My phone rang. I answered. A deep male voice, after identifying that I was Anne Newman, said: I'm happy to report that I can paraphrase Mark Twain - reports of my demise are premature and unfounded.
The voice belonged to one of my very favourite Australian outback painters- John Pickup- a member of the iconic group of artists known as the Brushmen of the Bush. Some time back I wrote several blogs on the Brushmen (see below for the links) and had implied that John Pickup was no longer with us! The phone call from John has erased my error irrevocably. With the death on Friday 22 March 2019 of Jack Absalom, John Pickup is now the last surviving member of the Brushman of the Bush.
It was easy to remember that John had been an ABC announcer (Australian Broadcasting Corporation) as his voice is as rich in quality as are his paintings. And as John McEwen commented: John Pickup specialised in 'sound pictures', so the fact he is also a painter is not surprising. ( Country Life, May 2, 2018).
John Pickup is not only a remarkable man, his paintings are magical. To quote John: I’m not a landscape painter putting on canvas an interpretation of a particular location. I prefer to let my imagination create a particular location- somewhere in the outback.... His style is so well illustrated in this image of an outback drover. His paintings ooze atmospheric and environmental emotion.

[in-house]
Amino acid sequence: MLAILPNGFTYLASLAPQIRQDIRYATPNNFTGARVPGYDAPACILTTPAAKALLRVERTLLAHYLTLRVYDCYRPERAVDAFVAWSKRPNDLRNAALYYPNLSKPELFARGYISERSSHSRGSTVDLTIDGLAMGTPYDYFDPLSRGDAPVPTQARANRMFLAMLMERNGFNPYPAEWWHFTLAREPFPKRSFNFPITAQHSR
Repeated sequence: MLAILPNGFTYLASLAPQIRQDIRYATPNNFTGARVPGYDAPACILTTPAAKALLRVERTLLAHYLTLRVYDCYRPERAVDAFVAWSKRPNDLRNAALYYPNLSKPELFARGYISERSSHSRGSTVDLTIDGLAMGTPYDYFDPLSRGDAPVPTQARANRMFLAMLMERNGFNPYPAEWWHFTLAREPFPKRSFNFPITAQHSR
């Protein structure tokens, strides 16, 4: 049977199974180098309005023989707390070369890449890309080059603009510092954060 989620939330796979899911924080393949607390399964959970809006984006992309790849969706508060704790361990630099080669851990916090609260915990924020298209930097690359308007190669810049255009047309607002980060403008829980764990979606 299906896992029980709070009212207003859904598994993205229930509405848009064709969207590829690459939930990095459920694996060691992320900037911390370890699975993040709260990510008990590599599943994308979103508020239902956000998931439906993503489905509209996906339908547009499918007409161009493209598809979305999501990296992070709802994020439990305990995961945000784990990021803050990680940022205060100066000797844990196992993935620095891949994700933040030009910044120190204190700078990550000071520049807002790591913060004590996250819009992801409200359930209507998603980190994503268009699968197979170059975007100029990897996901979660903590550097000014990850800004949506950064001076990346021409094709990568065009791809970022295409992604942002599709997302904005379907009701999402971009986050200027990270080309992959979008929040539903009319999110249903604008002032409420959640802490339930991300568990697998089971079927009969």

The wonderful British poet Pam Ayres is also a fan of John Pickup and her favourite painting, and mine also, is The Boundary Rider painted by John in 1968.
Pam Ayres says:
I met John Pickup in 1979. I was on my first visit to Australia, touring country towns for the South Australian Arts Council before visiting the major cities. I was petrified. John was in the audience when I played Broken Hill and afterwards he sent me a beautiful oil painting of me on stage with a little boy from the audience. We visited his studio and he gave me a print of 'The Boundary Rider'. I love it for its solitude and for the toughness of the man. Venomous snakes abound, his horse may stumble, bushfires may engulf them. Still he canters on, down the endless line of the fence. Pam Ayres in "Country Life" May 7, 2018
The toughness and courage of Rural Australians is highlighted in Canberra Bushfires as the towering inferno of the bushfires is fought by the seemingly diminutive fire fighters. John has captured the exquiste detail of the raging fire in a magnificent yet malevolent creation as seen below.
And then there is movement - be it of the country's favourite pastime - the horse race- here titled St Pat's Races...
Or the swirling clouds above the parched and desperate desert.
Tomorrow we will continue to enjoy the products from the palette and easel of John Pickup as he presents for us his Don Quixote pictorial narratives.
Check out my previous blogs on the Brushmen of the Bush.